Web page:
Just recently, I came across an article published in the Bangkok Post about how many Thais are becoming very skeptical as to the merits of government regulatory agencies.
One reason cited involves governance issues surrounding independent agencies. For instance, one of these agencies accepted expensive items from a private company under its regulation and then used the items as raffle prizes during its New Year party.
The article, prepared by Duenden Nikomborirak who is a director at the Thailand Development Research Institute, recommends that commissioners and executives of the regulatory body should be required to disclose the nature and value of each gift or hospitality that they receive or give to others on their website, including the reason for the gift. The agency should also disclose in detail itemized expenditures to allow the public to track the allocation of its financial resources on questionable expenses such as overseas trips, donations, and publicity; renumeration and severance of each commissioner and executive; even meetings with officers and employees of regulated businesses.
I was reminded of all these after learning that our very own Food and Drug Administration (FDA), which is the agency responsible for prescribing standards, guidelines, and regulations about tobacco and related products, admitted that it received a donation from the US-based Bloomberg Philanthropies group,which has committed $1.1 billion since 2007 to combat tobacco use worldwide.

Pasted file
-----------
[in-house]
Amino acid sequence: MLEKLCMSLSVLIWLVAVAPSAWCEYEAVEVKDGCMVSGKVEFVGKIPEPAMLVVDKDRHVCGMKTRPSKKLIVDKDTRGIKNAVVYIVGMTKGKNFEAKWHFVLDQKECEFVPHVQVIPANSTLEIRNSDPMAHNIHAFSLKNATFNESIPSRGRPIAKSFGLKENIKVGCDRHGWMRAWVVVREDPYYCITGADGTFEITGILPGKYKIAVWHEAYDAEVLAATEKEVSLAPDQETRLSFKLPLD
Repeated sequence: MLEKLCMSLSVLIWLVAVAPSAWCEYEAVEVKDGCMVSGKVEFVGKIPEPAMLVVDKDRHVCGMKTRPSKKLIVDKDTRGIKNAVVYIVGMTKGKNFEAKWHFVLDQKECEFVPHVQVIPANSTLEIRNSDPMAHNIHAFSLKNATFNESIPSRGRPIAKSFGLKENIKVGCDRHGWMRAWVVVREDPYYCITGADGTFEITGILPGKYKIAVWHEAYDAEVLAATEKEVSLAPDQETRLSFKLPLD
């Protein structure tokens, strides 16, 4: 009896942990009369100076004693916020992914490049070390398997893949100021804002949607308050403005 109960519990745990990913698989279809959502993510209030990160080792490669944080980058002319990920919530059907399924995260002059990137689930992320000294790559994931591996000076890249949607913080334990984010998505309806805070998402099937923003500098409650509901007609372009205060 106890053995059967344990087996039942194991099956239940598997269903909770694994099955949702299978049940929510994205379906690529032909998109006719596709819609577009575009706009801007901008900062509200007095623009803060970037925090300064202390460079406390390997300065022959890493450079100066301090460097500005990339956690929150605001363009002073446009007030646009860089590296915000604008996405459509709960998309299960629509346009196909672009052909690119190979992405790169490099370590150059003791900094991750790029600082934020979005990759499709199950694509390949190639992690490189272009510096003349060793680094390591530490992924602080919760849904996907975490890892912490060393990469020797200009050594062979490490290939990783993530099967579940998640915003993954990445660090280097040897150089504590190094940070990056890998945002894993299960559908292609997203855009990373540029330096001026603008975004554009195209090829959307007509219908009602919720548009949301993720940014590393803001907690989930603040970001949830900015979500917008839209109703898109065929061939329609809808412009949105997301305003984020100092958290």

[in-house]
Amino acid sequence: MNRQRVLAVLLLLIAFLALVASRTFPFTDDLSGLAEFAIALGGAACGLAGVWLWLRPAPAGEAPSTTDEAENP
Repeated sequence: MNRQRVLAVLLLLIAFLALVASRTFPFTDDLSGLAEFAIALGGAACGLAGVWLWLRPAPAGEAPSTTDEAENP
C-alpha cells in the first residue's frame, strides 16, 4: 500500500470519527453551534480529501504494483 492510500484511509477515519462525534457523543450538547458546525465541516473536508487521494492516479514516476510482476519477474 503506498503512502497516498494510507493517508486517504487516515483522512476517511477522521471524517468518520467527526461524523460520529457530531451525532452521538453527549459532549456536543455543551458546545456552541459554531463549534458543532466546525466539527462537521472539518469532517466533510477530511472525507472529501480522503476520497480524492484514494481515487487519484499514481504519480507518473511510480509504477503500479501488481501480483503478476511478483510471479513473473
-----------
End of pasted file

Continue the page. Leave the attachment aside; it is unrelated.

Its Bloomberg Initiative to Reduce Tobacco Use aims to reduce global demand for tobacco through a comprehensive approach that combines policy change with increased public awareness, and its key strategies include creating smoke-free public places, increasing tax on tobacco products, among others. Just like Bloomberg, The Union is an international private group that advocates against all forms of tobacco products. Both are said to be under Bloomberg Philanthropies.
But the donations to our FDA were made while the latter is in the process of preparing the implementing guidelines for the regulation of electronic cigarettes and heated tobacco products (HTPs) as provided for by Executive Order 106 and Republic Act 11467.
In fact, Ilocos Sur Rep. Deogracias Victor Savellano and Nueva Ecija Rep. Estrellita Suansing have asked the House committee on good government and public accountability, via a resolution, to conduct an inquiry into this alleged questionable receipt of private funding by the FDA and other government agencies “in exchange for the issuance of specific and pre-defined policies against a legitimate industry under Philippine laws and in complete disregard of the rights and welfare of consumers.”
Unless Bloomberg and the FDA clarify the issue, it would seem that the donation was aimed at influencing the decision of the agency in the regulation of e-cigarettes (vapor products) and HTPs in the Philippines. In fact, in 2019, Bloomberg launched a $160-million program to promote a worldwide ban on e-cigarettes, despite evidence that these electronic nicotine delivery systems are about 95-percent less harmful than combustible cigarettes.
Prof. David Nutt of Imperial College of London, who chairs DrugScience, says the congressional probe should determine whether Bloomberg violated any US charity regulations, particularly if it illicitly interfered in the governance of another state. If it is illicit, the next step would be to challenge this in both Philippine and American courts, he said.
For his part, Dr. Joel L. Nitzkin, a US physician who was cross-trained in public administration, stressed that the congressional investigation should look into possible breach of the 1987 Constitution and several laws.